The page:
Wednesday, June 2, 2010

chamomile abundance


you may have heard that the pacific northwest has not been so summery lately (read: non-stop rain). but monday afternoon there was a brief sunny period during which we scampered over to a neighbor's house to pick chamomile. her entire yard is covered, and she generously offered to share her bounty. picking the flowers also encourages new growth.
we felt dizzy from the scent after awhile. it was so soothing and wonderful. we use chamomile frequently in teas; as a digestive aid, for upset stomach, and for sleeplessness. my herb class notes say chamomile is antispasmodic, antiviral, mildly antimicrobial, an anodyne (mild pain reliever), and a carminative (expels gas). it is especially useful for restlessness and anxiety in children and pregnant women. (i will also say that i have a friend who cannot tolerate chamomile, and if you have any known allergy to asters you may want to avoid chamomile.) i also mention some other tidbits on chamomile in the healing basket.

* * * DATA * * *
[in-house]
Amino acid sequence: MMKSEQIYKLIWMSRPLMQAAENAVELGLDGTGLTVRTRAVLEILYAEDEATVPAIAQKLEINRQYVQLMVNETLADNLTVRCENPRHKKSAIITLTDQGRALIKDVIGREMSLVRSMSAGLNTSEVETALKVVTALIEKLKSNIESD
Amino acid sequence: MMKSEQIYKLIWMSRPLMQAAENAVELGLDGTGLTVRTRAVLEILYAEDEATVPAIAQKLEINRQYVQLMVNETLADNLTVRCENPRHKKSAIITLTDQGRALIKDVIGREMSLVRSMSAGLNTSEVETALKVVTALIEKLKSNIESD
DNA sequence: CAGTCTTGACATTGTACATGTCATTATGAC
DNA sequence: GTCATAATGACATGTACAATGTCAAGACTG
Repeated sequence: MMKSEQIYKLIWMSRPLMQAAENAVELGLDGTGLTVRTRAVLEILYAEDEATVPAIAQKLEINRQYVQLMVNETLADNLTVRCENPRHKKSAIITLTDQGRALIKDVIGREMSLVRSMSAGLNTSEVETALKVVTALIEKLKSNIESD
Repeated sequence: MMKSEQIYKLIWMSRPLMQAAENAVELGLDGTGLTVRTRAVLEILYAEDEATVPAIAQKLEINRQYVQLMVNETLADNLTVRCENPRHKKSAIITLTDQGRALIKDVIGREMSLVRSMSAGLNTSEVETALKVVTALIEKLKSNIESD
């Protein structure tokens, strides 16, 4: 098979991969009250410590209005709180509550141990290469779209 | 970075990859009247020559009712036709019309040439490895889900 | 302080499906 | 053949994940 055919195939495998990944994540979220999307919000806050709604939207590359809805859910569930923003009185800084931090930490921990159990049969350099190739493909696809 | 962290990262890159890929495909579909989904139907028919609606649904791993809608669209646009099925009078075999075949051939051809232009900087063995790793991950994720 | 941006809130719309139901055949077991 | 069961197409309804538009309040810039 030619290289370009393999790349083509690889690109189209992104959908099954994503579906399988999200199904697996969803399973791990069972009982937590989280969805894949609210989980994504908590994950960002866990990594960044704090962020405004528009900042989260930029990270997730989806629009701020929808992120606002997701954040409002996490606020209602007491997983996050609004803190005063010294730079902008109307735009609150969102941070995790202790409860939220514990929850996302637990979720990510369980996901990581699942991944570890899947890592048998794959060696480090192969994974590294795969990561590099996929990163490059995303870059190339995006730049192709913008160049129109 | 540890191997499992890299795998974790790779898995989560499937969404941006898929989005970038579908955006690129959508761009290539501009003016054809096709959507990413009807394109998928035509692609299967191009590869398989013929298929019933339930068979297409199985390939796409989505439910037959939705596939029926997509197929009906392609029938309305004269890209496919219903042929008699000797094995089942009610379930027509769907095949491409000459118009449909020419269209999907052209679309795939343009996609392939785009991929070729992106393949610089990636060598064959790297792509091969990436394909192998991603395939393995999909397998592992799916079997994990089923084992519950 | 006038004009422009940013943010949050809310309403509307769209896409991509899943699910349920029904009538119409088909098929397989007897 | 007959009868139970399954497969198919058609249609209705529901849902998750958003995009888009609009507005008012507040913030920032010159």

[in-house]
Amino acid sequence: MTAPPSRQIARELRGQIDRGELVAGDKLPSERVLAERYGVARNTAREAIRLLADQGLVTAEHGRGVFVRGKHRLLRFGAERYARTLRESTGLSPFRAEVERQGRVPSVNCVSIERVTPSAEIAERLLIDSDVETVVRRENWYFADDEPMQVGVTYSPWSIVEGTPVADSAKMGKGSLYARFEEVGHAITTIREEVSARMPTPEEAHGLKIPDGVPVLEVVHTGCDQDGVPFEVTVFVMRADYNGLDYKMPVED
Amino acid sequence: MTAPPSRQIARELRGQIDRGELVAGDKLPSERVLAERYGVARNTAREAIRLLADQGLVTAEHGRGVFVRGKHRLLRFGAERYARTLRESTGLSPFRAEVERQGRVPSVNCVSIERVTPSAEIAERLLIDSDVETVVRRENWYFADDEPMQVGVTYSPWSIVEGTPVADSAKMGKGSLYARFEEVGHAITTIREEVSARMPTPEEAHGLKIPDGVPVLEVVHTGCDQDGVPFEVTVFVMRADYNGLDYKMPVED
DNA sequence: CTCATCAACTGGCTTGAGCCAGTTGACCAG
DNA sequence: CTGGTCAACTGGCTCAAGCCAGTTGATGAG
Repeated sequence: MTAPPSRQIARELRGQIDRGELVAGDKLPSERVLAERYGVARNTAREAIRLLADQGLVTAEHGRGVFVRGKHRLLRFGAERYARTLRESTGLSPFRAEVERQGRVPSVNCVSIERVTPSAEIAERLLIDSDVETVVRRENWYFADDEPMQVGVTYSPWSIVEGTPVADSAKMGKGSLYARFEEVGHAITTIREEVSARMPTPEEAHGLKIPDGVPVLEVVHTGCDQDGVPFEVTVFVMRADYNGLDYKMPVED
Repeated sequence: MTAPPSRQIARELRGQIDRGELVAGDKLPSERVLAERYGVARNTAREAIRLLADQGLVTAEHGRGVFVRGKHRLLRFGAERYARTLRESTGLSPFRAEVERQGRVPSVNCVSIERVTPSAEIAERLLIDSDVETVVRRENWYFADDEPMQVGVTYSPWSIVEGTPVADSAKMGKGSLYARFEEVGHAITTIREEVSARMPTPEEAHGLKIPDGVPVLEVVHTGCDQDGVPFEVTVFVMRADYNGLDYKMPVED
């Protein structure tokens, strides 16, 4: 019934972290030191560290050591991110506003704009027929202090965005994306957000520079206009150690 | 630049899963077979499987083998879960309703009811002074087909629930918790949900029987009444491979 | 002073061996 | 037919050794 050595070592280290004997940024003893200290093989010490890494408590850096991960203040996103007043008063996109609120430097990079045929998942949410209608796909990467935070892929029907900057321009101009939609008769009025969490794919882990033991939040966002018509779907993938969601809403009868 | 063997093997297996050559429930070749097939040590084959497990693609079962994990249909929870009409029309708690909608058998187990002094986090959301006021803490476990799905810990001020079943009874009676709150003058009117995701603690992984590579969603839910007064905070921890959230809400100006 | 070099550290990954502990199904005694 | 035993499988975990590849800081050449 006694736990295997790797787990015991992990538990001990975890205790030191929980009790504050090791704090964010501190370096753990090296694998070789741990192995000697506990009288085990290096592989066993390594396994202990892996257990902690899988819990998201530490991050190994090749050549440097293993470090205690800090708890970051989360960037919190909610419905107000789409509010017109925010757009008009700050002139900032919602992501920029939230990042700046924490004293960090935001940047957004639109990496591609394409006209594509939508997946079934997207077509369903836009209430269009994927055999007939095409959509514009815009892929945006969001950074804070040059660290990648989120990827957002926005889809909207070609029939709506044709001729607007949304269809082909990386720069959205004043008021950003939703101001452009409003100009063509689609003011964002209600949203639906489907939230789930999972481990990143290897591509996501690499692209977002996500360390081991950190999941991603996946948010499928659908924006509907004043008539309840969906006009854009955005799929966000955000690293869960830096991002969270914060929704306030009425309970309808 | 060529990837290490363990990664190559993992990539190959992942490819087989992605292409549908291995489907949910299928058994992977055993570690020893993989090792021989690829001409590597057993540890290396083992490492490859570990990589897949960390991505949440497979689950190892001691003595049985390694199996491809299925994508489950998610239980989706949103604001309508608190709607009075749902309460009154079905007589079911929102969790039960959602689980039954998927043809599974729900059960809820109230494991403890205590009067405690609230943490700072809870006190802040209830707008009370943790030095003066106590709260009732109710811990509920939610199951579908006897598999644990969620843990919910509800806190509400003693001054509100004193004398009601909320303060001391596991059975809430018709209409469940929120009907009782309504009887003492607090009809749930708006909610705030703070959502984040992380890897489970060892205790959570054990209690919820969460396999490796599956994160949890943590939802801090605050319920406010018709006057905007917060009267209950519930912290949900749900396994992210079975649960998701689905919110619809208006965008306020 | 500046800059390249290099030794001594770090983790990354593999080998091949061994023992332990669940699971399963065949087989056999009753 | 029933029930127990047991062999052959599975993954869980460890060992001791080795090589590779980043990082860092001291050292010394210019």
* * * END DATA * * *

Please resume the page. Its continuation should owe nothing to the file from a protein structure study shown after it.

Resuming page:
i finally remembered what the next step of the harvest is called, and it is a great word for the task: garbling. this is the process whereby you remove any little extra stems, bugs, or other things that might affect the quality of your herb. i set out the chamomile on a sheet and toss it every so often, removing caterpillars and such. when they are dry, i will pick through to be sure i've removed any other little creatures before storing in a jar. ideally you'd have a mesh screen so air could circulate beneath the flowers while drying, but we all do what we can. i confess, it took me a long time to come around to chamomile. i used to find the taste strange, and i think it was due to letting the flowers soak too long. they start to taste funny if left in the tea water (to me, at least). so, do you enjoy chamomile tea? care to garble with me?

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